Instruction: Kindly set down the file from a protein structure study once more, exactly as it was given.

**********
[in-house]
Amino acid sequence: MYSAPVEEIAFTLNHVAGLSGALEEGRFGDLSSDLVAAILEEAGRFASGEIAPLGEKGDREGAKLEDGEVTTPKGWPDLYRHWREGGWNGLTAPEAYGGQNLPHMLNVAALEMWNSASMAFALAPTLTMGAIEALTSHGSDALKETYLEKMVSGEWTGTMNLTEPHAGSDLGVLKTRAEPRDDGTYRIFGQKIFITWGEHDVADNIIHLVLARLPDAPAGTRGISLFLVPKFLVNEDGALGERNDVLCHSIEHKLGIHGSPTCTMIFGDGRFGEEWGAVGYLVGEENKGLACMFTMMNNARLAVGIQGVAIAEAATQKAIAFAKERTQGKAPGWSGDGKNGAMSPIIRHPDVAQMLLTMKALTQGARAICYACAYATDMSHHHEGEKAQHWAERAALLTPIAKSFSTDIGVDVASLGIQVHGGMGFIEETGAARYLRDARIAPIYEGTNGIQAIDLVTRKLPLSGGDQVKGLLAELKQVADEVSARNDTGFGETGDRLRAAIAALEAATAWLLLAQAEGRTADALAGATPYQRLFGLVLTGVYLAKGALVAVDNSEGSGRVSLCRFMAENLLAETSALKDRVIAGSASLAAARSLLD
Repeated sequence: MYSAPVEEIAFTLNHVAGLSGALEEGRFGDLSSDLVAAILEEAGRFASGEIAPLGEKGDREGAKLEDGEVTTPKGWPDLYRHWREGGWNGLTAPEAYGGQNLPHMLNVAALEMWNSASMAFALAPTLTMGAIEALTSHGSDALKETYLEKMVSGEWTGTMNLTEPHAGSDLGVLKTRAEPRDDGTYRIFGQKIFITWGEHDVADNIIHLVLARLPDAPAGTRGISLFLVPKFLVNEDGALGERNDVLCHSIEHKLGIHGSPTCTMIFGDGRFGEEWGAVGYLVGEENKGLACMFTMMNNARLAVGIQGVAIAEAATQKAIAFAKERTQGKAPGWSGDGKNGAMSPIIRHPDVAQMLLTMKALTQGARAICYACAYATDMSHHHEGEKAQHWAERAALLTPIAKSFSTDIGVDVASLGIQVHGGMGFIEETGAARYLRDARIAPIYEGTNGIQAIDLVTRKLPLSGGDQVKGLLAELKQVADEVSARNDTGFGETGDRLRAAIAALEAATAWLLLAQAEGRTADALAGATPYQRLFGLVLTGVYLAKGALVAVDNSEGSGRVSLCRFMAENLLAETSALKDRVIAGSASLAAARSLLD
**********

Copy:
[in-house]
Amino acid sequence: MYSAPVEEIAFTLNHVAGLSGALEEGRFGDLSSDLVAAILEEAGRFASGEIAPLGEKGDREGAKLEDGEVTTPKGWPDLYRHWREGGWNGLTAPEAYGGQNLPHMLNVAALEMWNSASMAFALAPTLTMGAIEALTSHGSDALKETYLEKMVSGEWTGTMNLTEPHAGSDLGVLKTRAEPRDDGTYRIFGQKIFITWGEHDVADNIIHLVLARLPDAPAGTRGISLFLVPKFLVNEDGALGERNDVLCHSIEHKLGIHGSPTCTMIFGDGRFGEEWGAVGYLVGEENKGLACMFTMMNNARLAVGIQGVAIAEAATQKAIAFAKERTQGKAPGWSGDGKNGAMSPIIRHPDVAQMLLTMKALTQGARAICYACAYATDMSHHHEGEKAQHWAERAALLTPIAKSFSTDIGVDVASLGIQVHGGMGFIEETGAARYLRDARIAPIYEGTNGIQAIDLVTRKLPLSGGDQVKGLLAELKQVADEVSARNDTGFGETGDRLRAAIAALEAATAWLLLAQAEGRTADALAGATPYQRLFGLVLTGVYLAKGALVAVDNSEGSGRVSLCRFMAENLLAETSALKDRVIAGSASLAAARSLLD
Repeated sequence: MYSAPVEEIAFTLNHVAGLSGALEEGRFGDLSSDLVAAILEEAGRFASGEIAPLGEKGDREGAKLEDGEVTTPKGWPDLYRHWREGGWNGLTAPEAYGGQNLPHMLNVAALEMWNSASMAFALAPTLTMGAIEALTSHGSDALKETYLEKMVSGEWTGTMNLTEPHAGSDLGVLKTRAEPRDDGTYRIFGQKIFITWGEHDVADNIIHLVLARLPDAPAGTRGISLFLVPKFLVNEDGALGERNDVLCHSIEHKLGIHGSPTCTMIFGDGRFGEEWGAVGYLVGEENKGLACMFTMMNNARLAVGIQGVAIAEAATQKAIAFAKERTQGKAPGWSGDGKNGAMSPIIRHPDVAQMLLTMKALTQGARAICYACAYATDMSHHHEGEKAQHWAERAALLTPIAKSFSTDIGVDVASLGIQVHGGMGFIEETGAARYLRDARIAPIYEGTNGIQAIDLVTRKLPLSGGDQVKGLLAELKQVADEVSARNDTGFGETGDRLRAAIAALEAATAWLLLAQAEGRTADALAGATPYQRLFGLVLTGVYLAKGALVAVDNSEGSGRVSLCRFMAENLLAETSALKDRVIAGSASLAAARSLLD